The life cycle of main sequence stars with masses in the range 8 - 25 solar masses ends in a supernova explosion, whose remnant is a dense compact object called neutron star. The huge gravitational field of neutron stars, counterbalanced by the pressure of strongly degenerate matter, combined with intense magnetic fields offer the opportunity to probe matter in extreme conditions, far beyond the reach of contemporary laboratory experiments. The wealth of observations of neutron stars gradually reveals more facets of their nature, although much is yet to be discovered. The aim of this work is to study the interplay of two ingredients of neutron star physics: dense matter and magnetic fields. The properties of ultra-dense matter can be inferred from the thermal radiation emitted by isolated neutron stars and magnetars. Detailed models of the atmosphere, surface, crust and core are required to determine how information about dense matter in the core is filtered out by the outer layers. Often, several key quantities that determine the thermal luminosity are unknown, such as the mass and radius, or the chemical composition and magnetic field configuration. The ionization state and emission model adopted for the stellar atmosphere and the chemical composition of the outer envelope (i.e. a layer with a typical thickness of ~ 100 m) affect the thermal radiation produced at the surface. Strong magnetic fields modify the heat transport in the atmosphere and in the crust and can decay, producing high Joule heating rates, complicating the interpretation of thermal luminosity observations in terms of the internal chemical composition and the neutrino emission processes active in the deeper regions of the core. Chapters 2 and 3 study the thermal radiation produced by neutron stars with cores hosting unconventional particles such as hyperons by performing state-of-the-art magneto-thermal evolution simulations. The influence of the magnetic field on the thermal evolution is examined for several plausible initial magnetic field configurations, and the thermal luminosity is compared with the data of thermally emitting, isolated neutron stars and magnetars. It is found that (i) internal heating is required by stars with and without hyperon cores, regardless of the composition of the outer envelope, if direct Urca processes activate in stars with masses ~ 1 solar mass and neutrons are superfluid in a large fraction of the core; and (ii) the thermal power produced by the dissipation of crustal electric currents sustaining the magnetic field can hide the effect of fast cooling processes related to the appearance of hyperons in the core, making hard to infer the chemical composition of neutron stars from thermal luminosity data. Although the intense magnetic field of neutron stars plays a central role in their phenomenology, the internal field is poorly known, and often one relies on simplistic magnetic topologies. Additionally, neutron stars may have internal velocity fields generated by differential rotation that affect the magnetic field configuration. One important question is whether in such conditions the magnetic field can force the fluid to rotate uniformly with the solid crust, or whether the fluid can be in a state of differential rotation on long, viscous time-scales. Due to computational limitations, performing detailed magneto-thermal simulations with the addition of evolving internal velocity fields of several fluid components is a nontrivial task. However, one can gain some insight into the magnetic configuration in the presence of internal flows by modeling the star as a spherical shell containing a single, idealized and electrically conducting fluid. In Chapter 4 we study the implications of internal fluid flows on the magnetic field configuration by applying a constant rotational shear between the inner and outer boundaries. It is found that differential rotation tangles the magnetic field lines and produces small-scale toroidal flux tubes containing bundles of closed toroidal field lines in proximity of the magnetic equator. In these toroidal flux tubes, the fluid velocity is set by viscosity rather than by the magnetic field, allowing differential rotation in neutron star interiors to persist on long, viscous time-scales. Hyperons are not the only unconventional particles that may appear in neutron star cores. Typical densities in massive stars may be sufficiently high for quarks to deconfine, and crystalline phases arising from inhomogeneous condensation of quarks may form. In Chapter 5 we develop an analytic approximation for the free energy of deconfined quark matter and study its ground state in the presence of strong magnetic fields and at high temperatures, which may be characteristic of neutron star binary mergers. It is shown that the magnetic field and temperature compete in enlarging and reducing respectively the region of the phase diagram where inhomogeneous phases of quark matter are favored, which correspond to the regions where the neutrino emissivity of quark matter increases due to the activation of direct Urca processes.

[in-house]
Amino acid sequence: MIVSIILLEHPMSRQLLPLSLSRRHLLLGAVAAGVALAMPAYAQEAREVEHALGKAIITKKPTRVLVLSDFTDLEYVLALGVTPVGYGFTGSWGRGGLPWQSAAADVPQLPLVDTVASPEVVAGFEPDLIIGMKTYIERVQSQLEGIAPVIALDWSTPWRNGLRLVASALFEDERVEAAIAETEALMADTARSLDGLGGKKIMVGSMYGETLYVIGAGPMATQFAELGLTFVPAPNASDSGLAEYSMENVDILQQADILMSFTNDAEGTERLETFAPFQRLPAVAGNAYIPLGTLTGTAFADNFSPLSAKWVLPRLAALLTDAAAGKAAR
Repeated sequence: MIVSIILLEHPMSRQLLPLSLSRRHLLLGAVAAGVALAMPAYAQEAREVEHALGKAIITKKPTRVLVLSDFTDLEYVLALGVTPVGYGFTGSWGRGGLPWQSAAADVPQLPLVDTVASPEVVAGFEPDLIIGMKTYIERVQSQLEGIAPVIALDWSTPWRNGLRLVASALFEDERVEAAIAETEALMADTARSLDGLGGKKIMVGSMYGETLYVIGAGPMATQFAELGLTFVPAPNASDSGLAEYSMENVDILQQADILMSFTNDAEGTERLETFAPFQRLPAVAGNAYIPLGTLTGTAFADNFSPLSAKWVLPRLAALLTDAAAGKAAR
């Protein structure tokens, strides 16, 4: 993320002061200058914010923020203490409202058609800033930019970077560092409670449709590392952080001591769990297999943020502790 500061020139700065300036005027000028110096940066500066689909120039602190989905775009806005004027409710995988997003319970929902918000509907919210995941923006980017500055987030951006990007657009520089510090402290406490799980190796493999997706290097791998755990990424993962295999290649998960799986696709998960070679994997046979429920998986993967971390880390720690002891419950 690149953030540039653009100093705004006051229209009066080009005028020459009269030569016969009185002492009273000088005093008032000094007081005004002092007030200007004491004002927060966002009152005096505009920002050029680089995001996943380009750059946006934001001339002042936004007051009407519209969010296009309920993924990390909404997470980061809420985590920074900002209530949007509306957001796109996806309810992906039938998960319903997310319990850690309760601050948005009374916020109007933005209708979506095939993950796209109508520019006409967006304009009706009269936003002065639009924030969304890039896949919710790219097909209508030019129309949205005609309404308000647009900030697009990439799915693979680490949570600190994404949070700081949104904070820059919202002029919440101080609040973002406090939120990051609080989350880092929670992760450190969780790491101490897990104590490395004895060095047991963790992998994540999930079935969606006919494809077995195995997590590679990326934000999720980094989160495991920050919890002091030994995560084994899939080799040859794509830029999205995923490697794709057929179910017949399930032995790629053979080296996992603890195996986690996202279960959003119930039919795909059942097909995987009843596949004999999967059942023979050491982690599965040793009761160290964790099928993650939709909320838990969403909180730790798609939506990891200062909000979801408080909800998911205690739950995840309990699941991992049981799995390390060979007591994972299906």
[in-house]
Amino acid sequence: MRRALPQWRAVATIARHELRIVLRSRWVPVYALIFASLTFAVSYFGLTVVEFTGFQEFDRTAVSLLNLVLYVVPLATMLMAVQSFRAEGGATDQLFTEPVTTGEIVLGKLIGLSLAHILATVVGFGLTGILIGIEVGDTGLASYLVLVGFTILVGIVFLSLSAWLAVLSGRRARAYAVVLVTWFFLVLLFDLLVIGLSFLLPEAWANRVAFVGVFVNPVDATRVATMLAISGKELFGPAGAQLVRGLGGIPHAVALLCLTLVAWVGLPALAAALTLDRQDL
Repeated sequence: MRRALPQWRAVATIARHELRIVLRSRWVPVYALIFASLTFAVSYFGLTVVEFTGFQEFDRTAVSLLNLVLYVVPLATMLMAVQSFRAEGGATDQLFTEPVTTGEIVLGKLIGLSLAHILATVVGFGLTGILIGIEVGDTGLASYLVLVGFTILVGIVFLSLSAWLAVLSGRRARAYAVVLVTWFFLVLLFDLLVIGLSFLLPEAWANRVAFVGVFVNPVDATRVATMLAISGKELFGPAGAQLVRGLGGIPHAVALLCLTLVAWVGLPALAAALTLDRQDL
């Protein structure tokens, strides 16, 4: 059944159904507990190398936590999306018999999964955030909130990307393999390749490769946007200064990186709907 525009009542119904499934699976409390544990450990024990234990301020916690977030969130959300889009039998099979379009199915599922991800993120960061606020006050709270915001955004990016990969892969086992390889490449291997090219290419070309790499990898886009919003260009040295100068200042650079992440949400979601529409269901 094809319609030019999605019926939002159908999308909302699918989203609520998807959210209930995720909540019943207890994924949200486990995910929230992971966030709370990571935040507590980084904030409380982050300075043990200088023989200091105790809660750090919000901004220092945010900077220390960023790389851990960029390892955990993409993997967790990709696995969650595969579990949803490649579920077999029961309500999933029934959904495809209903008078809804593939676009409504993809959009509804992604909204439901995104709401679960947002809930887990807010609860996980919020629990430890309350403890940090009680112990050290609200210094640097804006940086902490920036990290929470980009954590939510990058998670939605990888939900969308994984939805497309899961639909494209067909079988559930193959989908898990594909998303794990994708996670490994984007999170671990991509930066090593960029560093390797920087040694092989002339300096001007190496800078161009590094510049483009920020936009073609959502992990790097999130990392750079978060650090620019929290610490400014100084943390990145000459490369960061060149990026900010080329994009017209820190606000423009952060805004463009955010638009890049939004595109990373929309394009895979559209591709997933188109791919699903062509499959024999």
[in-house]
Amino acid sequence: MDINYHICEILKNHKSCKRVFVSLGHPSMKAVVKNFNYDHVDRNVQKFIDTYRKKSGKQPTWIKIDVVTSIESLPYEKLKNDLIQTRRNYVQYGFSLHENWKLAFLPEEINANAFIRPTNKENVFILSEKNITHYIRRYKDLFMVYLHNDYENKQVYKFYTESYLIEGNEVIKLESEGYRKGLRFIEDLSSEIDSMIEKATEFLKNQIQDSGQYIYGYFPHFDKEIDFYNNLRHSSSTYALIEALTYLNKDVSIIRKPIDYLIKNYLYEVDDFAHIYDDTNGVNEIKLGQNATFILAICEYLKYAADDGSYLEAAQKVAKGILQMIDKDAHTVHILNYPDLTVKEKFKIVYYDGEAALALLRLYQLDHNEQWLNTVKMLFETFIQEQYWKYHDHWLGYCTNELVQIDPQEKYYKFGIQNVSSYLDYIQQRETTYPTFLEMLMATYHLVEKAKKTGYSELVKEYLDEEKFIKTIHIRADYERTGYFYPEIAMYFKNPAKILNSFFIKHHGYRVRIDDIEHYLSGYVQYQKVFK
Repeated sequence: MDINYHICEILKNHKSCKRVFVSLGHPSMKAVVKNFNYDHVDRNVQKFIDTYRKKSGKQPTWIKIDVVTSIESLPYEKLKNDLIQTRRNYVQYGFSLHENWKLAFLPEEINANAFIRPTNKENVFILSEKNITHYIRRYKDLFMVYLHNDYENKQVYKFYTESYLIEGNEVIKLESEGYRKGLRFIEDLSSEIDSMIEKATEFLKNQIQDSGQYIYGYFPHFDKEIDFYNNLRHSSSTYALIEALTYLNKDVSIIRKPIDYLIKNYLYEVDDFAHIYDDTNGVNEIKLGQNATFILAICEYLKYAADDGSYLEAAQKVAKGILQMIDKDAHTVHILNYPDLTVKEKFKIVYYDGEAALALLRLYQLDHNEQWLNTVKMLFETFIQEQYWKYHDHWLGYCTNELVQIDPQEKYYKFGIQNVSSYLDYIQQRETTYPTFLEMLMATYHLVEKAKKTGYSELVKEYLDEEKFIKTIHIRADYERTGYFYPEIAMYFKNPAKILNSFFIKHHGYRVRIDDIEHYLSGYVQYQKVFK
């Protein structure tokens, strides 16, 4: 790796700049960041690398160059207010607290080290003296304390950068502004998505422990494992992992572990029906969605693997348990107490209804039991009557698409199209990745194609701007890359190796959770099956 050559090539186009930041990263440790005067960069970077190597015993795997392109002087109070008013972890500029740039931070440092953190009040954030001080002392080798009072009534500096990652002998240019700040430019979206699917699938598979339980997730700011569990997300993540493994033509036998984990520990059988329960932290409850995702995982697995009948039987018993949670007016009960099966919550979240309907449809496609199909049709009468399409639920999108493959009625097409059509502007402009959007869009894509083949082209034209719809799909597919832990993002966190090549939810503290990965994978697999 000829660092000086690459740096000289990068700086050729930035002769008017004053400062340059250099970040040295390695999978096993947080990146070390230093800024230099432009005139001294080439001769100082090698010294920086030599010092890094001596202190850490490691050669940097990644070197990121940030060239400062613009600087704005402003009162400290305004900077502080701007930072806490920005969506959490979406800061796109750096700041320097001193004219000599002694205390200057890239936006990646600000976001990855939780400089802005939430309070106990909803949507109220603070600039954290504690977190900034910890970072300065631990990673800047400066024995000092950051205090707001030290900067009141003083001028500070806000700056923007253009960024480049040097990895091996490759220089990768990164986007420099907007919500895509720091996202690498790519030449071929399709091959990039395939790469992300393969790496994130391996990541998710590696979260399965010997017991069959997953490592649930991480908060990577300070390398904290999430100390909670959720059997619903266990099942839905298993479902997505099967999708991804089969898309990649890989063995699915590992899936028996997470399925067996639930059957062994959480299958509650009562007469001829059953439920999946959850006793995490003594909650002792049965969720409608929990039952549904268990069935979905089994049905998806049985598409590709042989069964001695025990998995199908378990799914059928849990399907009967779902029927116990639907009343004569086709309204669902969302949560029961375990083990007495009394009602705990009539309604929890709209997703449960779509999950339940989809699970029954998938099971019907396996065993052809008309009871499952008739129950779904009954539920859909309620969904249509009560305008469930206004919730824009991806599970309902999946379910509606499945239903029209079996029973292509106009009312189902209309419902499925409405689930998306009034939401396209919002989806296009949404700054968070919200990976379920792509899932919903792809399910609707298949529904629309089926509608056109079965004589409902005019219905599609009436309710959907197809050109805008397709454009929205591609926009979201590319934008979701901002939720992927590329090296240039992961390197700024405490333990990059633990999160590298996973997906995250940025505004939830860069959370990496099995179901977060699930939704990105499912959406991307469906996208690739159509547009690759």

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Entanglement in superconducting quantum devices and improving quantum circuit compilation